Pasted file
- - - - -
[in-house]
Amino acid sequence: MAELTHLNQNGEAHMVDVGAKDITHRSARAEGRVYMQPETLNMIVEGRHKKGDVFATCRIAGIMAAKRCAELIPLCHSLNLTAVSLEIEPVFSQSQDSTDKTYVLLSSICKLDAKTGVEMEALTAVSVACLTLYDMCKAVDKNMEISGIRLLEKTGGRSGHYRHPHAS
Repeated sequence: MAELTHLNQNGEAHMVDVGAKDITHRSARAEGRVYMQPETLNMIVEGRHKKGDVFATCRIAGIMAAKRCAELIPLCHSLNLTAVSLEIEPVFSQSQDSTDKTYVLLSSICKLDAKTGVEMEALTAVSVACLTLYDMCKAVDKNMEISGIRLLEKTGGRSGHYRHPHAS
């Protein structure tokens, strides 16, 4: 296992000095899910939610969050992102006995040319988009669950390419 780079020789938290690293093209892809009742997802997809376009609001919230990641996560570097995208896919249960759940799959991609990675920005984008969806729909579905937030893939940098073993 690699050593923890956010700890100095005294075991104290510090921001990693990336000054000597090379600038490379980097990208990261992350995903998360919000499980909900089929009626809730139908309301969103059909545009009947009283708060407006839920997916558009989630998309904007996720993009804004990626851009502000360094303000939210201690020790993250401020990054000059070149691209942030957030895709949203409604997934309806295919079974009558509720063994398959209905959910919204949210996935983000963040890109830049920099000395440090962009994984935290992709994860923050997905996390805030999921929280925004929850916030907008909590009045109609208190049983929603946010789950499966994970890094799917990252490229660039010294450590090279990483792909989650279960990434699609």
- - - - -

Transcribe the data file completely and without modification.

[in-house]
Amino acid sequence: MAELTHLNQNGEAHMVDVGAKDITHRSARAEGRVYMQPETLNMIVEGRHKKGDVFATCRIAGIMAAKRCAELIPLCHSLNLTAVSLEIEPVFSQSQDSTDKTYVLLSSICKLDAKTGVEMEALTAVSVACLTLYDMCKAVDKNMEISGIRLLEKTGGRSGHYRHPHAS
Repeated sequence: MAELTHLNQNGEAHMVDVGAKDITHRSARAEGRVYMQPETLNMIVEGRHKKGDVFATCRIAGIMAAKRCAELIPLCHSLNLTAVSLEIEPVFSQSQDSTDKTYVLLSSICKLDAKTGVEMEALTAVSVACLTLYDMCKAVDKNMEISGIRLLEKTGGRSGHYRHPHAS
């Protein structure tokens, strides 16, 4: 296992000095899910939610969050992102006995040319988009669950390419 780079020789938290690293093209892809009742997802997809376009609001919230990641996560570097995208896919249960759940799959991609990675920005984008969806729909579905937030893939940098073993 690699050593923890956010700890100095005294075991104290510090921001990693990336000054000597090379600038490379980097990208990261992350995903998360919000499980909900089929009626809730139908309301969103059909545009009947009283708060407006839920997916558009989630998309904007996720993009804004990626851009502000360094303000939210201690020790993250401020990054000059070149691209942030957030895709949203409604997934309806295919079974009558509720063994398959209905959910919204949210996935983000963040890109830049920099000395440090962009994984935290992709994860923050997905996390805030999921929280925004929850916030907008909590009045109609208190049983929603946010789950499966994970890094799917990252490229660039010294450590090279990483792909989650279960990434699609």